Call it the Meghan Effect. Or the Kate Effect. Or even the El Chapo Effect. At this point, it isn’t an anomaly: a high profile person wears a piece of clothing, and suddenly brands are scrambling to keep the design in stock, or even bring it back from retirement.
This week it’s the Nancy Effect.
The red Max Mara “Glamis” coat that Nancy Pelosi wore following a meeting with President Trump on Tuesday became an endlessly gif-able moment and gained a wave of admirers on Twitter. Glamour has since reported that Max Mara will reissue the coat, originally from the company’s 2013 collection, early next year. However, there’s no telling if the demand will still exist by the time the brand can produce a new run.
“Most brands have the capability of getting back into a popular style, but not in time to capitalize on the popularity,” said Mark Burstein, president of sales, marketing and R&D at NGC Software, which offers the cloud-based Andromeda PLM platform. “People will buy substitutes from other brands in the time it takes them to produce.”
The timeframe to capitalize on a viral moment like Pelosi’s, said Burstein, is days or weeks. Max Mara’s announcement said the coat would be reissued as part of the 2019 outerwear collection, but according to Burstein, that nebulous date might not fall within the necessary window to profit from the unexpected surge in demand.
Case in point: Pelosi’s coat, correctly identified by The New York Times as Max Mara, was originally misidentified on Twitter as a piece from the Carolina Herrera Fall 2017 collection. That coat is sold out on the Neiman Marcus website, but in the suggested products carousel below, there are a number of substitutes, in the same silhouette and color—all in stock.
Reissuing popular designs is commonplace, especially when those collections are viewed through nostalgia goggles. Marc Jacobs reissued the 1993 Perry Ellis grunge collection in November 2018. Also in November, San Francisco-based Dolls Kill revealed a 70-piece revival of the brand Delia’s, bringing the early ’90s mall staple to stores and online four years after it declared bankruptcy.
Bringing back a retired or sold-out style, hot from the headlines is a bit different though.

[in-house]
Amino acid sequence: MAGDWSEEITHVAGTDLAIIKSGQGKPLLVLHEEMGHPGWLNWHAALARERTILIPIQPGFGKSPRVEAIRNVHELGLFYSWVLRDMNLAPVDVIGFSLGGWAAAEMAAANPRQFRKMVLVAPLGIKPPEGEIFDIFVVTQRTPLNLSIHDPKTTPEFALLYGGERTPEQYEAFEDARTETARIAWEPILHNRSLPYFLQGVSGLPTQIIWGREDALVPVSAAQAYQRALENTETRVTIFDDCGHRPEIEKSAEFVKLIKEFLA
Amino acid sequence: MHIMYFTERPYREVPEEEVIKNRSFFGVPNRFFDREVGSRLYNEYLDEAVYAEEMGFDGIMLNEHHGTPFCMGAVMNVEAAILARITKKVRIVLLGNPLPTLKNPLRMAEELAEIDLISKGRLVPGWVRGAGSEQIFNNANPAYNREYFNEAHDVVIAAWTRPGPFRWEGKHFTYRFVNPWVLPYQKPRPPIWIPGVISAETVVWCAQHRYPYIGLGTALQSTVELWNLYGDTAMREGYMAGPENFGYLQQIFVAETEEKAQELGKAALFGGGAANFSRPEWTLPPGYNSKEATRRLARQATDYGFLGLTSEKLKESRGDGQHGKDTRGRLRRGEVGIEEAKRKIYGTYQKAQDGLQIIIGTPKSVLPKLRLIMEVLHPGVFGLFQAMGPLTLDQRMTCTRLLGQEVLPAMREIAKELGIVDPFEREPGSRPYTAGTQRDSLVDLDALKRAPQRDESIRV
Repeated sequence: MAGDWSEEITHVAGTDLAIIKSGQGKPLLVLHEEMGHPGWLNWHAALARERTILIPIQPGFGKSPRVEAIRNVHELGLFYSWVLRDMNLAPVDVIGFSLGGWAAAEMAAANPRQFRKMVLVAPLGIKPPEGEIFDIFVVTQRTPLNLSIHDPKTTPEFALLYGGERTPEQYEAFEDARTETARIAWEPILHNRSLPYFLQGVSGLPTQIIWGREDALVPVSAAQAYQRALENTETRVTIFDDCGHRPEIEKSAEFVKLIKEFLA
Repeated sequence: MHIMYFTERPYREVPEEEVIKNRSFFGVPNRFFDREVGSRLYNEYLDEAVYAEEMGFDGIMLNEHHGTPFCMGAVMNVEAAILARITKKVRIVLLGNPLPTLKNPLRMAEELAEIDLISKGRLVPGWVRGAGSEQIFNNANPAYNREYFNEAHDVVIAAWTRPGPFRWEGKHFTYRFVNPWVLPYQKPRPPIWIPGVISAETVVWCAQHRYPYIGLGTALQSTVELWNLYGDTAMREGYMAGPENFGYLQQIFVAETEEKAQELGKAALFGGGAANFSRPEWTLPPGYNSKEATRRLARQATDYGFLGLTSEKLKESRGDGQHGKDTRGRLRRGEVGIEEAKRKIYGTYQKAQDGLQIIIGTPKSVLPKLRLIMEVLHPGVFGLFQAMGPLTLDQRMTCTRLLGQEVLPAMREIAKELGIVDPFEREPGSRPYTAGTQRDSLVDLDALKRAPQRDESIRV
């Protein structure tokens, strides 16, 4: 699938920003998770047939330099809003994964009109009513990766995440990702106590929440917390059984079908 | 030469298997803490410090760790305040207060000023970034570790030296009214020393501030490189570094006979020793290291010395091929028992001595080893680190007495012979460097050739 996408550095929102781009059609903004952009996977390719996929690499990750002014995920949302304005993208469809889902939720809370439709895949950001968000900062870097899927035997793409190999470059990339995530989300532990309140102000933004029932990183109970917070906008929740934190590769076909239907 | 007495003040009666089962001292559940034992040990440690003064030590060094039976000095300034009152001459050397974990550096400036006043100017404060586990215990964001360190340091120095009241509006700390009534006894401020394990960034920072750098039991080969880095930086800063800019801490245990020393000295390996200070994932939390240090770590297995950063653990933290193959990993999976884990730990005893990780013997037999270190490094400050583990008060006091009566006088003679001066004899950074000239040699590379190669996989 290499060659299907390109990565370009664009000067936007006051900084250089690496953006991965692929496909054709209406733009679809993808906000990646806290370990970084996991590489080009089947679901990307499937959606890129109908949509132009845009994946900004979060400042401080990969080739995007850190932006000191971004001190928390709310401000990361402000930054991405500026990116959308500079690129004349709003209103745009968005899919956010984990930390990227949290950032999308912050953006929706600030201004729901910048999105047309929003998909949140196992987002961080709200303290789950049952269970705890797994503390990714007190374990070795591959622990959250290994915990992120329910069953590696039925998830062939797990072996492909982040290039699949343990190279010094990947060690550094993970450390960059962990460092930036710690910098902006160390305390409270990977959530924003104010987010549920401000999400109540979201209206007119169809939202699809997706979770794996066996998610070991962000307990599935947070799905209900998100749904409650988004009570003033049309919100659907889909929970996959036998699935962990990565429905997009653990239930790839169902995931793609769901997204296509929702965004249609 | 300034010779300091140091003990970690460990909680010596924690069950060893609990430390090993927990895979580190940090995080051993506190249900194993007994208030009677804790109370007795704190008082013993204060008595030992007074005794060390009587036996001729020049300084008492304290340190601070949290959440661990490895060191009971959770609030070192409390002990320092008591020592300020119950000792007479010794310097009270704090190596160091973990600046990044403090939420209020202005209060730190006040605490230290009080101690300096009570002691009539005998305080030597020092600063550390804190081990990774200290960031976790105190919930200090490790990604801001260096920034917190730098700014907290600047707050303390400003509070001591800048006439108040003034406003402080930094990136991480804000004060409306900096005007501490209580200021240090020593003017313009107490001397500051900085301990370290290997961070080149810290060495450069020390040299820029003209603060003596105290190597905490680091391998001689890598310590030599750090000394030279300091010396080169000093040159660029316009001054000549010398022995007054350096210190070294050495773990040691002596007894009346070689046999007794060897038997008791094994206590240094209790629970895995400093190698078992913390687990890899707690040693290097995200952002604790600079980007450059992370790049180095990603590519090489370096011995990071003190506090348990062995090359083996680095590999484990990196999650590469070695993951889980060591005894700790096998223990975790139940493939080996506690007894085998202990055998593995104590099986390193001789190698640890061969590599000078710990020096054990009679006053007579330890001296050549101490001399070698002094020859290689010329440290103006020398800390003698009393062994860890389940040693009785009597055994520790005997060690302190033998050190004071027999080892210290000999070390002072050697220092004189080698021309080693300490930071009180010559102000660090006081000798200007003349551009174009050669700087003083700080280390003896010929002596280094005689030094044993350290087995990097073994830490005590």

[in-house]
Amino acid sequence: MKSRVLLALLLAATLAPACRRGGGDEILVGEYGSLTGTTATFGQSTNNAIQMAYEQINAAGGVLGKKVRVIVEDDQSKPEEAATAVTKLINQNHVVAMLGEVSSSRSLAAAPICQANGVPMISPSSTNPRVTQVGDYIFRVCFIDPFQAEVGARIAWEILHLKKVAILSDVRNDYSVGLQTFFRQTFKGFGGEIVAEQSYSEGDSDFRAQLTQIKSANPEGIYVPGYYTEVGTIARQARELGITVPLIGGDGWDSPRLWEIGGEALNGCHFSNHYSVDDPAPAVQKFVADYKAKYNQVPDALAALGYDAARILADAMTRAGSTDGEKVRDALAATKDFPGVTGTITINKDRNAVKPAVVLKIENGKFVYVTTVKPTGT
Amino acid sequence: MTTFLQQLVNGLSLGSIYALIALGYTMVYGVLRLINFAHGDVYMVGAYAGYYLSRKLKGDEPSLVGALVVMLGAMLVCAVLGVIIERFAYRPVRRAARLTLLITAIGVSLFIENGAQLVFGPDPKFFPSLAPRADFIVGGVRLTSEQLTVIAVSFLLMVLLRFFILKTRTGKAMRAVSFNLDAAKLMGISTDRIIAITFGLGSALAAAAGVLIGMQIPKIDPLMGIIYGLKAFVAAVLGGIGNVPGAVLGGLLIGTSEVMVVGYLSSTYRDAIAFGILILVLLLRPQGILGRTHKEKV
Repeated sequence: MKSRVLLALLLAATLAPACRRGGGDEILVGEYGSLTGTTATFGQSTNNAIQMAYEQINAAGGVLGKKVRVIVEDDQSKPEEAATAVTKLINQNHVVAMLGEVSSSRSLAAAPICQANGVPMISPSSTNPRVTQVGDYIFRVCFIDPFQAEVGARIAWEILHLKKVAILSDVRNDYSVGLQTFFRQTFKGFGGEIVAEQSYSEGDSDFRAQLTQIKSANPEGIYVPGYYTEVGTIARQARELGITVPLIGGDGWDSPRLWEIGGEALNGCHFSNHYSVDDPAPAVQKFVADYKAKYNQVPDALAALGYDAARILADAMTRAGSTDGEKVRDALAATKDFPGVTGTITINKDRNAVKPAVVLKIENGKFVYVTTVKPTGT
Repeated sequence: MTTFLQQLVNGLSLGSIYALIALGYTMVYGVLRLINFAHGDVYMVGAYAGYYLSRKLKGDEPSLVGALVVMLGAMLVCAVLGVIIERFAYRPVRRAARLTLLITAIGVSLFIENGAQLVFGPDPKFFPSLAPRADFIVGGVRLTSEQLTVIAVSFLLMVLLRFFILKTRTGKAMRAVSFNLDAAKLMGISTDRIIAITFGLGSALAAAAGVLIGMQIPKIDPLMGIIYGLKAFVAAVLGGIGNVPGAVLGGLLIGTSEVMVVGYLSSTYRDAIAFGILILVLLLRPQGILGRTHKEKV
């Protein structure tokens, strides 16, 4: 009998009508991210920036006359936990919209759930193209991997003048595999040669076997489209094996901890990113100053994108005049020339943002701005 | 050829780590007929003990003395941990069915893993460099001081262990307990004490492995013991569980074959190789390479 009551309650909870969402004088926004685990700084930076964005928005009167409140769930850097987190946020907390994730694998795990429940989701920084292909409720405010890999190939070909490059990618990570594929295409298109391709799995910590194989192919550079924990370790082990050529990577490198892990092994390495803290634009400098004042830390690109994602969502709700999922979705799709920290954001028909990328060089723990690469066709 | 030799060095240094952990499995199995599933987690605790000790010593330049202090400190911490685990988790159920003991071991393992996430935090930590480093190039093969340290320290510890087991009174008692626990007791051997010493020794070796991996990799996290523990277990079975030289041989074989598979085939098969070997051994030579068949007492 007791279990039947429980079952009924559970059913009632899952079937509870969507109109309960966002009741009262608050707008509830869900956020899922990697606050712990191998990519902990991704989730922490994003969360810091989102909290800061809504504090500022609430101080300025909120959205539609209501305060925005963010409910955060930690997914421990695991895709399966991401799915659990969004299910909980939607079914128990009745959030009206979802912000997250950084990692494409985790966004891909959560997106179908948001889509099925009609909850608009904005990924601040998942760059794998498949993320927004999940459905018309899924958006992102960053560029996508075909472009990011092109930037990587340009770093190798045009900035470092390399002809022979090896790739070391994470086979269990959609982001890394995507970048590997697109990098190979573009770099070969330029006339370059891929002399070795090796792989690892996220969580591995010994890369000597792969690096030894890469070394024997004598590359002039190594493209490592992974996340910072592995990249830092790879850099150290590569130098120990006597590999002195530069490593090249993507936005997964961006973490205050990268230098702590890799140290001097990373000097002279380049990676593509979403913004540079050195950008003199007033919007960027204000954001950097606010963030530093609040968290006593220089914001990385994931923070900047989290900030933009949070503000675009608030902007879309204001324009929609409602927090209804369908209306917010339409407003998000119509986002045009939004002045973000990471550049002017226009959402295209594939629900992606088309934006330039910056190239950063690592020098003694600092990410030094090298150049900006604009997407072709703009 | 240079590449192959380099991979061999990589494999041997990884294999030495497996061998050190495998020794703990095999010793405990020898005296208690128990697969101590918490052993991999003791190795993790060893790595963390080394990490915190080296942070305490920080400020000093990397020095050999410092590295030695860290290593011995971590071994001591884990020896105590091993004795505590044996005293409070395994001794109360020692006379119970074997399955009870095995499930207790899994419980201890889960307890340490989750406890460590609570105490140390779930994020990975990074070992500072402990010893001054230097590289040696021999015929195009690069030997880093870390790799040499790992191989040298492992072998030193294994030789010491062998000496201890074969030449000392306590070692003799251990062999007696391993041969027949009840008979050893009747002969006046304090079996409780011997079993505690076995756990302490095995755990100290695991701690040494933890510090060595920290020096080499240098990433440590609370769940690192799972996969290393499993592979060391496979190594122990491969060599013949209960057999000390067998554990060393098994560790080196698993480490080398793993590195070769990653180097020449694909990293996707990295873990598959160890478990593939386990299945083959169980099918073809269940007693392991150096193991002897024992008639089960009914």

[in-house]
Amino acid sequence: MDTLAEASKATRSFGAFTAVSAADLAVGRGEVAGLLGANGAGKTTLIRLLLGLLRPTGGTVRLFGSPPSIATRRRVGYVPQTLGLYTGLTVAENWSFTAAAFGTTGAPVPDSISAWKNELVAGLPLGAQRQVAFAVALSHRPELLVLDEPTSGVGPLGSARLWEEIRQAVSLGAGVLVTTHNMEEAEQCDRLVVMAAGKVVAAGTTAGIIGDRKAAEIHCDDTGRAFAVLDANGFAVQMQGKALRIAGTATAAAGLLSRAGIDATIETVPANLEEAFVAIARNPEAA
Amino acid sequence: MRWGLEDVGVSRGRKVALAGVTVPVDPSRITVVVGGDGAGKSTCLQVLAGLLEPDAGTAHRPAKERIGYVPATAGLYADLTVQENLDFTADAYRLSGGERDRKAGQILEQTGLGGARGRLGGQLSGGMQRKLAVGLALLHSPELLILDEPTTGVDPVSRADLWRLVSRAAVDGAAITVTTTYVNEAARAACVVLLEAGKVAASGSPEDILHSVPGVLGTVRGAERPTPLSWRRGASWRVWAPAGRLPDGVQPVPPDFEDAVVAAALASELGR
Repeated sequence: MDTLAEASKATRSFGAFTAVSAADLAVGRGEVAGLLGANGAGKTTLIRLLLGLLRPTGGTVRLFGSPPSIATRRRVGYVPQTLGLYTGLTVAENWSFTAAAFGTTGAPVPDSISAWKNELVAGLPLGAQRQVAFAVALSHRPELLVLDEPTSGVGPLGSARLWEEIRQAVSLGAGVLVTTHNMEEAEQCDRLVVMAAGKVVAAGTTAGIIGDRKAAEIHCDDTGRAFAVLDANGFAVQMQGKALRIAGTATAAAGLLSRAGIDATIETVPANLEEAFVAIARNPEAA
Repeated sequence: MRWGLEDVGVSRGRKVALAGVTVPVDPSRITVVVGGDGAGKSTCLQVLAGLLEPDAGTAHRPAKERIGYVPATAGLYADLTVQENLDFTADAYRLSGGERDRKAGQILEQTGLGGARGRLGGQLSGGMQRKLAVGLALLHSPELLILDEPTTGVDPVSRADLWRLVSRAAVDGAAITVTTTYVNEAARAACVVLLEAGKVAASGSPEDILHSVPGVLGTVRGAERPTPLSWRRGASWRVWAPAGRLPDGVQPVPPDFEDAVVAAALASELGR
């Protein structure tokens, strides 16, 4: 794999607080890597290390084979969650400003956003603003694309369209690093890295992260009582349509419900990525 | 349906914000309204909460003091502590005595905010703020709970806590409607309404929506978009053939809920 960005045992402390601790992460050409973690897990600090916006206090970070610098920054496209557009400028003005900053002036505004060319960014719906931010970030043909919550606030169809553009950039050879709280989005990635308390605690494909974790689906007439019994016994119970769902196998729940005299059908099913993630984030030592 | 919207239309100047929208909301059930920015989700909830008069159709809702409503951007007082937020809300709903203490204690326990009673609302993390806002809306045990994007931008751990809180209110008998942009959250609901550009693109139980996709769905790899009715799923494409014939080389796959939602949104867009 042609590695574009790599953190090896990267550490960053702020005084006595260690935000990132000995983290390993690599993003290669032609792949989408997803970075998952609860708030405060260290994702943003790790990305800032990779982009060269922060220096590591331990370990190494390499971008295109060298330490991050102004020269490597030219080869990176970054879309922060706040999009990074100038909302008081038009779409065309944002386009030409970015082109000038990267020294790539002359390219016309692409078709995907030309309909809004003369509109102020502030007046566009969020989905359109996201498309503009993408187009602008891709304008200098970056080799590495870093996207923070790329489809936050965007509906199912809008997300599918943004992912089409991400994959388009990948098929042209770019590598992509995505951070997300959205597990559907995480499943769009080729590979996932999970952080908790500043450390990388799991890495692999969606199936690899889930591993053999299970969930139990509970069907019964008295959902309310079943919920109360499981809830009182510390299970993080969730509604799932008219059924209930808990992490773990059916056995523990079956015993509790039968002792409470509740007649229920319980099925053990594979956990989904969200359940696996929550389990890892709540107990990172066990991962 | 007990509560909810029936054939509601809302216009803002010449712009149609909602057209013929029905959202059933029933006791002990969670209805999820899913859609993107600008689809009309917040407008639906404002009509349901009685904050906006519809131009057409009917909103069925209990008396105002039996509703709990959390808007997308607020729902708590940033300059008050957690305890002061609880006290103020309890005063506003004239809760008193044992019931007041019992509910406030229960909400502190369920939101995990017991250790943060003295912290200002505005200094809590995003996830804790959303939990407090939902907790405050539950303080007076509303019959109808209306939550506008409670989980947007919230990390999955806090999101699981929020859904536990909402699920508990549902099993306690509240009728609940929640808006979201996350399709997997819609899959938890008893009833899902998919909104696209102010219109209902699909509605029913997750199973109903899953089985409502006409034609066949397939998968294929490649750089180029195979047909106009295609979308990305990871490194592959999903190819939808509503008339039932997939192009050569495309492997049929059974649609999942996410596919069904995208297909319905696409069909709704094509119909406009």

“If something hits, and it’s selling out, you need to be able to communicate with everyone in the supply chain ecosystem instantly,” Burstein said. “You need the materials and the production capacity,” said Burstein. “If you have those two things, you can get the product.”
Key to capitalizing on Pelosi’s coat will be for Max Mara to get more of the reddish-orange textile that made the look pop. That’s why it’s important for textile manufacturers to have viable substitutes on hand in case a brand has a sudden influx of orders, said Anatt Finkler, creative director at denim mill Global Denim.
“If you want to capitalize on those quick hits, you have two options,” Finkler said. “Either offer brands the closest and most similar fabrics you have in stock, or create a wonderful new product that will work and cater to that need.” The challenge, Finkler said, is both how fast a fashion brand is able and willing to act, and how close to the desired look they’ll be able to get with the materials on hand.
Materials producers stay prepared for the viral fashion loop by having certain fabrics in stock at all times, Finkler said. At Global Denim, the team keeps many fabric styles in the archive, including basics, top sellers, newest developments and performance fabrics, in order to predict and meet the needs of consumer demand.
Both Burstein and Finkler indicate that the rapid-reissue trend isn’t going away anytime soon, so the best thing brands can do is prepare for it. That means employing technology that removes guesswork and miscommunication from the supply chain, and working with materials producers that are ready to provide a trendy fabric at a moment’s notice.
“In the denim industry, brands use nostalgia pretty often,” Finkler said. “A piece, a look, a fit can become a hit again in minutes. No one wants to be left behind.”